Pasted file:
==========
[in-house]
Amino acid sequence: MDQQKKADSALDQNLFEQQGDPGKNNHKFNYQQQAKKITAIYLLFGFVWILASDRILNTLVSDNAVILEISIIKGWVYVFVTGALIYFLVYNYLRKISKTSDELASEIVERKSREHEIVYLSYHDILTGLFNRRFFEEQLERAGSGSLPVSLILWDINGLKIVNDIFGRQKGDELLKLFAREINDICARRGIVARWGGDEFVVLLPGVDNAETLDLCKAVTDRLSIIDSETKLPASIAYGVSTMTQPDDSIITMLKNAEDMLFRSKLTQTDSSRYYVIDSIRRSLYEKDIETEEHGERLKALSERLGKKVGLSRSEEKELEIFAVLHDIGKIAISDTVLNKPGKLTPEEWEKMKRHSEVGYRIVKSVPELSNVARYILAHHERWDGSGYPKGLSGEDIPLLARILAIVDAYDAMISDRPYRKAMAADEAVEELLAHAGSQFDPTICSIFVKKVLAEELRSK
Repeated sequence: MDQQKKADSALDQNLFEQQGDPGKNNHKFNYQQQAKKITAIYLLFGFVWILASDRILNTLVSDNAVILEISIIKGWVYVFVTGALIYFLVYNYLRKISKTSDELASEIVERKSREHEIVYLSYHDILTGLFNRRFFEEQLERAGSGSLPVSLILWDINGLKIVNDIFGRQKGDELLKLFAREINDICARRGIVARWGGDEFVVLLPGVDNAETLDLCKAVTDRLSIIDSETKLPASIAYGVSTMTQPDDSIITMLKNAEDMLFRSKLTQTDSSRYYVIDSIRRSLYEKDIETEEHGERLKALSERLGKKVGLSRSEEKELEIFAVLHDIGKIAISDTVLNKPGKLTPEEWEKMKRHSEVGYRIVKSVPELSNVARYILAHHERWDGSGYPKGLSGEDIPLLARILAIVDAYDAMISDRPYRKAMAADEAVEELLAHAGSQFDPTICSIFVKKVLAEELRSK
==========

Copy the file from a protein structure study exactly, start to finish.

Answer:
[in-house]
Amino acid sequence: MDQQKKADSALDQNLFEQQGDPGKNNHKFNYQQQAKKITAIYLLFGFVWILASDRILNTLVSDNAVILEISIIKGWVYVFVTGALIYFLVYNYLRKISKTSDELASEIVERKSREHEIVYLSYHDILTGLFNRRFFEEQLERAGSGSLPVSLILWDINGLKIVNDIFGRQKGDELLKLFAREINDICARRGIVARWGGDEFVVLLPGVDNAETLDLCKAVTDRLSIIDSETKLPASIAYGVSTMTQPDDSIITMLKNAEDMLFRSKLTQTDSSRYYVIDSIRRSLYEKDIETEEHGERLKALSERLGKKVGLSRSEEKELEIFAVLHDIGKIAISDTVLNKPGKLTPEEWEKMKRHSEVGYRIVKSVPELSNVARYILAHHERWDGSGYPKGLSGEDIPLLARILAIVDAYDAMISDRPYRKAMAADEAVEELLAHAGSQFDPTICSIFVKKVLAEELRSK
Repeated sequence: MDQQKKADSALDQNLFEQQGDPGKNNHKFNYQQQAKKITAIYLLFGFVWILASDRILNTLVSDNAVILEISIIKGWVYVFVTGALIYFLVYNYLRKISKTSDELASEIVERKSREHEIVYLSYHDILTGLFNRRFFEEQLERAGSGSLPVSLILWDINGLKIVNDIFGRQKGDELLKLFAREINDICARRGIVARWGGDEFVVLLPGVDNAETLDLCKAVTDRLSIIDSETKLPASIAYGVSTMTQPDDSIITMLKNAEDMLFRSKLTQTDSSRYYVIDSIRRSLYEKDIETEEHGERLKALSERLGKKVGLSRSEEKELEIFAVLHDIGKIAISDTVLNKPGKLTPEEWEKMKRHSEVGYRIVKSVPELSNVARYILAHHERWDGSGYPKGLSGEDIPLLARILAIVDAYDAMISDRPYRKAMAADEAVEELLAHAGSQFDPTICSIFVKKVLAEELRSK